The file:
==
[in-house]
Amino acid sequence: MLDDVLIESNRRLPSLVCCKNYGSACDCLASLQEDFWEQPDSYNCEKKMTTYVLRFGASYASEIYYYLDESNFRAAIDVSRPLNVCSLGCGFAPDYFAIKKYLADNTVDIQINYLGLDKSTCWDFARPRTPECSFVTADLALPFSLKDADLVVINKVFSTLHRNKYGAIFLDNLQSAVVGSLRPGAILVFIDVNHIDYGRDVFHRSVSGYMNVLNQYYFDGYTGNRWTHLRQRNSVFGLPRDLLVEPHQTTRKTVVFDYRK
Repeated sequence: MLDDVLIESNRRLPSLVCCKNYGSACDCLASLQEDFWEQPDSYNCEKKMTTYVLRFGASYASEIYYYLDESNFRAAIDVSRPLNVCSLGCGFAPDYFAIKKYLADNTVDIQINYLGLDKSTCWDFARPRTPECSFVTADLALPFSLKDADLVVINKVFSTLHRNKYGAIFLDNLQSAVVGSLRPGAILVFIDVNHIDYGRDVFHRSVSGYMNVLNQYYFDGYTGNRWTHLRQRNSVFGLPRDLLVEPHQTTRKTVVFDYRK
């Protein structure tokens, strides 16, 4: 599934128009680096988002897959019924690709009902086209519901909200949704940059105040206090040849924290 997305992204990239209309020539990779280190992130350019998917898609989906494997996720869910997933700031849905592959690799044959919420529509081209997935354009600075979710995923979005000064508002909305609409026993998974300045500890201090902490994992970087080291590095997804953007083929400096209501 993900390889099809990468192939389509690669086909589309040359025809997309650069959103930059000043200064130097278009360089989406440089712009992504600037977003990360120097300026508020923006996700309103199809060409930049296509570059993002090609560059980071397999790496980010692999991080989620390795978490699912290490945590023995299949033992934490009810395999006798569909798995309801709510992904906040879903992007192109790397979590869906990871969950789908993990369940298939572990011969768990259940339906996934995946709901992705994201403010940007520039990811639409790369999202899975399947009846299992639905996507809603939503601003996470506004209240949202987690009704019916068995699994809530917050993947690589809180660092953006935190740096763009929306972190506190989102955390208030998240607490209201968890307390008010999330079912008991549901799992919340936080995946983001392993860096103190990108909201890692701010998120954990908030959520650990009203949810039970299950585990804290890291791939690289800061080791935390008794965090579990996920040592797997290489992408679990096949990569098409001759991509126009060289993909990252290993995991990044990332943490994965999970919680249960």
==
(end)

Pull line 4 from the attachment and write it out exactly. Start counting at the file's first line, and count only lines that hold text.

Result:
């Protein structure tokens, strides 16, 4: 599934128009680096988002897959019924690709009902086209519901909200949704940059105040206090040849924290 997305992204990239209309020539990779280190992130350019998917898609989906494997996720869910997933700031849905592959690799044959919420529509081209997935354009600075979710995923979005000064508002909305609409026993998974300045500890201090902490994992970087080291590095997804953007083929400096209501 993900390889099809990468192939389509690669086909589309040359025809997309650069959103930059000043200064130097278009360089989406440089712009992504600037977003990360120097300026508020923006996700309103199809060409930049296509570059993002090609560059980071397999790496980010692999991080989620390795978490699912290490945590023995299949033992934490009810395999006798569909798995309801709510992904906040879903992007192109790397979590869906990871969950789908993990369940298939572990011969768990259940339906996934995946709901992705994201403010940007520039990811639409790369999202899975399947009846299992639905996507809603939503601003996470506004209240949202987690009704019916068995699994809530917050993947690589809180660092953006935190740096763009929306972190506190989102955390208030998240607490209201968890307390008010999330079912008991549901799992919340936080995946983001392993860096103190990108909201890692701010998120954990908030959520650990009203949810039970299950585990804290890291791939690289800061080791935390008794965090579990996920040592797997290489992408679990096949990569098409001759991509126009060289993909990252290993995991990044990332943490994965999970919680249960």